Nurses Demand Immediate Halt to Doctors San Pablo Ambulance Diversions and Bed Closures
California Nurses Association Press Release, 8/7/14
Discriminatory action will harm most vulnerable and cause public health emergency—County must intervene.
The California Nurses Association/National Nurses United condemned Contra Costa County officials for its lackluster response to keeping Doctors Medical Center (DMC) open as a full-service hospital today, after an announcement that the hospital will no longer be accepting ambulances, and beds would be capped at fifty.
The RNs call these actions premature, that all options have not been full explored, and that these latest closures will make it increasingly difficult to keep the hospital open as a full-service facility.
“The biggest danger to patients is long ambulance trips,” said Seung Choo, RN, an intensive care unit RN at the facility. “Patients should not be diverted from DMC. An unnecessary, artificial bed cap discriminates against the most vulnerable people in West Contra Costa County, the elderly and disabled. The cap must end immediately so that patients can be brought quickly to a nearby emergency room in West County.”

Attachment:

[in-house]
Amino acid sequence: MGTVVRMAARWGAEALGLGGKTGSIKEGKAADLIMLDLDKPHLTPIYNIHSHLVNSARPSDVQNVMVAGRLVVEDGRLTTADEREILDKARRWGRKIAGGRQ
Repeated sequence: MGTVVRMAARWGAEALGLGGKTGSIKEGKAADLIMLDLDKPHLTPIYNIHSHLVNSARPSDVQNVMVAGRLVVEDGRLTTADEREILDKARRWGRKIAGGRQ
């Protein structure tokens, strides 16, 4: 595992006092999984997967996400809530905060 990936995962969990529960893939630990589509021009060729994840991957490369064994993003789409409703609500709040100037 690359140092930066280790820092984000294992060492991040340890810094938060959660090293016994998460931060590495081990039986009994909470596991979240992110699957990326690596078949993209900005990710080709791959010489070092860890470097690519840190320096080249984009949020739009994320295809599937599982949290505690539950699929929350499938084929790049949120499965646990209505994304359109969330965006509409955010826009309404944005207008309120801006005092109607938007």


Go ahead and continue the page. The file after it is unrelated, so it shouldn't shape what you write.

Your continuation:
The hospital serves many indigent patients and a closure would have a disparate and disproportionate impact on the health of African Americans and senior citizens, in violation of their civil rights.
CNA/NNU has filed a complaint with the U.S. Department of Health and Human Service's Office of Civil Rights, alleging unlawful discrimination by Contra Costa County and the West Contra Costa Healthcare District with the planned closure of the hospital. The complaint seeks injunctive relief from the federal government to prevent the closure of DMC. The federal government is actively investigating the charges.
The nurses union is currently contemplating potential additional legal actions it may take to stop cutbacks in patient services, which are seriously jeopardizing patient safety. Local RNs have been in communication with many local residents who are elderly and seek care at DMC for serious chronic conditions such as heart disease, asthma, and diabetes, and who rely solely on public transportation.
RNs note that DMC provides 60 percent of the emergency care in the region, treating some 40,000 patients a year, and has 79 percent of the area’s hospital beds.
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